Dudley SMITH-MENDOZA et al.,  on Behalf of Themselves and Other Similarly Situated
LAZ PARKING LIMITED, LLC et al.
MEMORANDUM OF DECISION AND ORDER ON PARTIESâ CROSS
MOTIONS FOR SUMMARY JUDGMENT
Mitchell H. Kaplan, Justice of the Superior Court
Plaintiffs Dudley Smith-Mendoza and Latif Evans were employed
as parking valets by Ultimate Parking, LLC, a firm that
manages parking services for its customers. They bring this
action on behalf of themselves and other similarly situated
valets against their former employer as well as LAZ Parking
Limited, LLC, LAZ KARP Associates, LLC, Alan Lazowski,
Michael Kuziak, and Jeffrey Karp (collectively,
"LAZ"). They assert that LAZ violated the
Massachusetts Tips Law, G.L.c. 149, Â§ 152A, and the
Massachusetts Minimum Wage Law, G.L.c. 151, Â§ Â§ 1, 7, by
permitting valets, such as themselves, to share tips with
certain employees known as "front men" or
"account supervisors," who they allege had
management responsibilities. The case is before the court on
the partiesâ cross motions for summary judgment on both the
Tips Law claim (Count I) and Minimum Wage Law claim (Count
II). LAZ has also moved to strike affidavits submitted by
each of the plaintiffs in support of his motion for summary
judgment and in opposition to LAZâs motion for summary
judgment. For the reasons that follow, LAZâs motions to
strike and for summary judgment are both ALLOWED in
part and DENIED in part. Plaintiffsâ motion for
summary judgment is DENIED .
provides valet parking services to a variety of customers,
including: restaurants, hotels, social clubs, and residences.
At certain restaurant locations, it is typical for one of the
valets on a shift to be designated to act as a "front
man" or "account supervisor." It is
undisputed that this valet stands at the valet podium, passes
tickets to customers, collects money and keys from customers,
and fills out a log of the tickets provided. Whether they
perform any other services, and, if so, whether any of those
services are managerial are the principal issues raised by
the pending motions.
money collected sometimes includes customersâ tips, which the
front man divides among the valet staff, sometimes including
himself. Which valet is designated the front man can vary
from shift to shift. A valet may be designated as a regular
valet on one day and be designated a front man on another
day. Evans was first employed by LAZ in May
2013 and apparently worked with LAZ until sometime in
2017. He occasionally worked as a front man.
Smith-Mendoza only worked for LAZ between July and October
2015, but was also occasionally a front man.
undisputed that front men have no authority to hire, fire, or
discipline other valets and have no authority to send a valet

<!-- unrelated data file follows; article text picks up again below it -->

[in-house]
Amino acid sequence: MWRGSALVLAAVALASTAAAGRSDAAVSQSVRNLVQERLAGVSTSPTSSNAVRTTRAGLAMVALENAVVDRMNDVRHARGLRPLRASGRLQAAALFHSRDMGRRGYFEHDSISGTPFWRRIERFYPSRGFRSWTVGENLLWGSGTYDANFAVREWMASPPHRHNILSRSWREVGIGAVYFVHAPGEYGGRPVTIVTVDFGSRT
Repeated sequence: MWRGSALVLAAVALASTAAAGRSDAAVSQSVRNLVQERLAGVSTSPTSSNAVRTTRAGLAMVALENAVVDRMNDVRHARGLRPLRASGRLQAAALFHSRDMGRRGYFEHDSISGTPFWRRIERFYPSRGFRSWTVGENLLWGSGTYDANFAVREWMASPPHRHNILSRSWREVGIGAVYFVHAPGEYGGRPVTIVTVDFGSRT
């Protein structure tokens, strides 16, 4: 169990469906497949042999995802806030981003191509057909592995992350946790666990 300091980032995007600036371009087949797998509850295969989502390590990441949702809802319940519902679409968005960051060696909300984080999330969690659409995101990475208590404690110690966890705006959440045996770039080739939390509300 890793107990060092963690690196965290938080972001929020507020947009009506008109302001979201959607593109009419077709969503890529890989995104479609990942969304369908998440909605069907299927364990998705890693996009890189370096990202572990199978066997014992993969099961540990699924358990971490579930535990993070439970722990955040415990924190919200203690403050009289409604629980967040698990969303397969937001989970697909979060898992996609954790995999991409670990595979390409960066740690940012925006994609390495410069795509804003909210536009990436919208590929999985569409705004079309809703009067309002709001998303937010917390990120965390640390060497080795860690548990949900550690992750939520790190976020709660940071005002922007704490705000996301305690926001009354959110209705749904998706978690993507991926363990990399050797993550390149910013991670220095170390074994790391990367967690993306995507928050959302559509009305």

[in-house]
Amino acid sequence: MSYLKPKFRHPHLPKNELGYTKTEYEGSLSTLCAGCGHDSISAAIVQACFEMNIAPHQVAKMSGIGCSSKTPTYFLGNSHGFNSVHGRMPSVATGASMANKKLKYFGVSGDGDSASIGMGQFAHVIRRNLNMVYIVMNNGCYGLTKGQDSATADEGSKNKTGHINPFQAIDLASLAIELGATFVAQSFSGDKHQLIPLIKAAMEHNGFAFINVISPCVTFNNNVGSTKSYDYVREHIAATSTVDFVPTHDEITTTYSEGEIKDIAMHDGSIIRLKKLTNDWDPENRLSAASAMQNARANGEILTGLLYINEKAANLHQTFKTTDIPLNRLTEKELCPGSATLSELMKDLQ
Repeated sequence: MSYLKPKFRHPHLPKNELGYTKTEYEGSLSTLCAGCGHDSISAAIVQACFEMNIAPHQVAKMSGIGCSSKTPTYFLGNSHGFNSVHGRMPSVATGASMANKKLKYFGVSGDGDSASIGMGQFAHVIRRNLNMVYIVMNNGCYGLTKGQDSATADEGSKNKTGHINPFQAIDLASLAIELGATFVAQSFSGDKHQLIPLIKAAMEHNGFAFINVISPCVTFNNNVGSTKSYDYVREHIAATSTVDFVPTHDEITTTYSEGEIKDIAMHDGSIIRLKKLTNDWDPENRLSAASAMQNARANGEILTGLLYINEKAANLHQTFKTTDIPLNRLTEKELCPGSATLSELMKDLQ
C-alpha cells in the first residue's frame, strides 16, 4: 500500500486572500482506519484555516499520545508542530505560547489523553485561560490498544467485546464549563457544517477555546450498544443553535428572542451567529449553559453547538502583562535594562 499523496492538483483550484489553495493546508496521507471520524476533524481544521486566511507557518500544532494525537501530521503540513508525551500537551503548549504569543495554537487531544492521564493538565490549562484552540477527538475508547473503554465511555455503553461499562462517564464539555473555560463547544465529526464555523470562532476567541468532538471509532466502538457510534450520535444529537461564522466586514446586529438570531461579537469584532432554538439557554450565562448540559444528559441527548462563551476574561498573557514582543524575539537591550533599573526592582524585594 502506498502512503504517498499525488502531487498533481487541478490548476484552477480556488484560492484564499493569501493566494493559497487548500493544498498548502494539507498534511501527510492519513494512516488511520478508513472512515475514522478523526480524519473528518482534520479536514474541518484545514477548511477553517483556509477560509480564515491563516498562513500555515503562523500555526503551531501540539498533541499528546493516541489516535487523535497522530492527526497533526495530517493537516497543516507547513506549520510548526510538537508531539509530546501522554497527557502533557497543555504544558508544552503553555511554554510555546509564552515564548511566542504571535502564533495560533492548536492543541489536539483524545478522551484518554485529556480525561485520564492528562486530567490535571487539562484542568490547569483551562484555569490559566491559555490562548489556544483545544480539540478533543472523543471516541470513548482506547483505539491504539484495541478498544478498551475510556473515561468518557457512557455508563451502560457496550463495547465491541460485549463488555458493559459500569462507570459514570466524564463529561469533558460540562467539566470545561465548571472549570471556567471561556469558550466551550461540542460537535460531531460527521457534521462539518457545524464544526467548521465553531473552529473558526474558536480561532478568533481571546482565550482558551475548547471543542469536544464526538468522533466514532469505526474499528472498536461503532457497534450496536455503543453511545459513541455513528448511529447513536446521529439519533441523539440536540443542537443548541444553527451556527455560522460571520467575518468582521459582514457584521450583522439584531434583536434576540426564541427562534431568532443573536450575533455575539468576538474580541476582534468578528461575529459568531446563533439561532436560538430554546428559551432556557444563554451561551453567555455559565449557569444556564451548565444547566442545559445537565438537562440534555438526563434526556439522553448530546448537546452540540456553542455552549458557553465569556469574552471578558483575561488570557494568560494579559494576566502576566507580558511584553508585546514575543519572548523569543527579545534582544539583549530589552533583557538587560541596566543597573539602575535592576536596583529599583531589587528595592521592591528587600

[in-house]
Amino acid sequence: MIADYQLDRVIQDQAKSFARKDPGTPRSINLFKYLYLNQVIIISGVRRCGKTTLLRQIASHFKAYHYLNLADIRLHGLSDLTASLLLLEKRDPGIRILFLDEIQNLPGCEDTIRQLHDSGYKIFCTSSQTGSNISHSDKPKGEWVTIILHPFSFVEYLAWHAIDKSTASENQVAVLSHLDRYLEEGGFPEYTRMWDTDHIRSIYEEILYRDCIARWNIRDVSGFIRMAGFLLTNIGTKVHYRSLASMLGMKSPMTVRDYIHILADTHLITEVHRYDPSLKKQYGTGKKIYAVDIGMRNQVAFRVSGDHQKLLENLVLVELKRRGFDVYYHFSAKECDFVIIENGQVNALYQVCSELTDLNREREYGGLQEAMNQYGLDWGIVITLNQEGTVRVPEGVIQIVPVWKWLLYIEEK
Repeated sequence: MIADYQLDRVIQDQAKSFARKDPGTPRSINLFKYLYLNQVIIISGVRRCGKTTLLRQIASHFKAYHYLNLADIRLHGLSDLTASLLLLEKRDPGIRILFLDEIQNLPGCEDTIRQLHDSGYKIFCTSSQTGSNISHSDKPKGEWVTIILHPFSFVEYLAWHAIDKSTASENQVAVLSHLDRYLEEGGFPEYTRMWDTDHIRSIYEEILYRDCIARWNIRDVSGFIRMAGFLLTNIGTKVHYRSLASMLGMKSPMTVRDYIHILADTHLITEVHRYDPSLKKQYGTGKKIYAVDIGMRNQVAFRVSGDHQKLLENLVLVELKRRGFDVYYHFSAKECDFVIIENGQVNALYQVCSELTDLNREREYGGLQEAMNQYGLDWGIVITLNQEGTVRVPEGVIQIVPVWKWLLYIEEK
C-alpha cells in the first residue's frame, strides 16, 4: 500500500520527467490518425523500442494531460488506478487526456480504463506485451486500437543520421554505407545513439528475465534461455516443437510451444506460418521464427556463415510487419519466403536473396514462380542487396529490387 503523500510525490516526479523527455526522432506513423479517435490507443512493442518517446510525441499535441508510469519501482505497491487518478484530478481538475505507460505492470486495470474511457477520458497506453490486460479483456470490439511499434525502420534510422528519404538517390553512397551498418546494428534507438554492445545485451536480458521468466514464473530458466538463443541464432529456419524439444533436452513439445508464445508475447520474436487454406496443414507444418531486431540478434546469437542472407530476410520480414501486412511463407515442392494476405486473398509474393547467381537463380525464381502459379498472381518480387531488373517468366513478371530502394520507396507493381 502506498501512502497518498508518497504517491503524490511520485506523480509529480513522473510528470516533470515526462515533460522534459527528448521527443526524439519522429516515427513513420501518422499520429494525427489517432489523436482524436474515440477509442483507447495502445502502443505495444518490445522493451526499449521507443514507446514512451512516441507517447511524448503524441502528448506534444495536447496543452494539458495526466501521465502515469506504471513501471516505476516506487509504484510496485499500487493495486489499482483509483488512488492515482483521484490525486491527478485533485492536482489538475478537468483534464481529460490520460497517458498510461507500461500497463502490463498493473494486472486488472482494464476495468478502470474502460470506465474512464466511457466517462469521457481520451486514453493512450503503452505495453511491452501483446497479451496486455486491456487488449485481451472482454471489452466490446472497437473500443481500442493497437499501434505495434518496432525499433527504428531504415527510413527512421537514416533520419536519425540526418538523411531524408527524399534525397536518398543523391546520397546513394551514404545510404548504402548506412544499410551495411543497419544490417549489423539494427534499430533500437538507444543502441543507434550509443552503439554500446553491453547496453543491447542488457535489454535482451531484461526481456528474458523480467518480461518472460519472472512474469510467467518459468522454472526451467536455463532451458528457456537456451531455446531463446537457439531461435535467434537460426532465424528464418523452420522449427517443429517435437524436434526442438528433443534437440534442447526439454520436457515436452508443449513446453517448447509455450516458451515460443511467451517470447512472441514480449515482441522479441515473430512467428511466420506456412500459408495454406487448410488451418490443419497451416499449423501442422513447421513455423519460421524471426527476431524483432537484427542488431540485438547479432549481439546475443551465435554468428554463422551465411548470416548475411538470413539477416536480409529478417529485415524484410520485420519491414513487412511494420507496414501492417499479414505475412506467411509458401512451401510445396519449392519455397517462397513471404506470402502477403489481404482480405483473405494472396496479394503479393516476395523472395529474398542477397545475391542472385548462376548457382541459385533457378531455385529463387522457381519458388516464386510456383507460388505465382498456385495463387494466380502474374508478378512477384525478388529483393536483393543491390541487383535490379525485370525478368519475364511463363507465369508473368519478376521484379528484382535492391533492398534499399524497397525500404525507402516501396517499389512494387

home early, call a valet into work, or set the shift schedule
for a valet. It is also undisputed that front men, at least
occasionally and at some restaurants, were paid only a
service rate by LAZ, earned tips, and split tips with valets.
There is also evidence in the record that LAZ was aware that
front men, at least sometimes, participated in tip pools, and
that LAZ permitted such participation to occur.
took the depositions of both Smith-Mendoza and Evans. As
relevant to the motions now before the court, Smith-Mendoza
testified that: "[t]he whole purpose of the [front man]
job is to get the customer to their car[, ] [t]hatâs it"
(Smith-Mendoza Dep. at 25:21-23); the front man "would
send us to go get the cars" (id. at
26:25-27:1); the front man "was our leader"
(id. at 27:4); and front men "would run the
facility where they are assigned to." Id. at
37:13-14. He also testified that he would first report
accidents to the front man and that front men provided
training to new valets through "shadowing" and
showing valets where to park the cars. He testified that he
occasionally served as a front man.
deposition, Evans described the duties of front men in a far
more limited manner: "[T]hatâs the dude thatâs going to
stand there with the tickets in his hand, take the money from
the customer, rip the ticket, give them the ticket and fill
out the rest of the ticket, and they give the valet the other
half of the ticket so he can go park the car." Evans
Dep. at 35:11-16. When asked if the front man had any other
responsibilities, Evans replied "No. Thatâs it."
Id. at 35:17-20. Although Evans later added that a
front man kept track of the customersâ tickets in a log and
that he held money collected as tips, which he subsequently
distributed among the valets, Evans was quite adamant in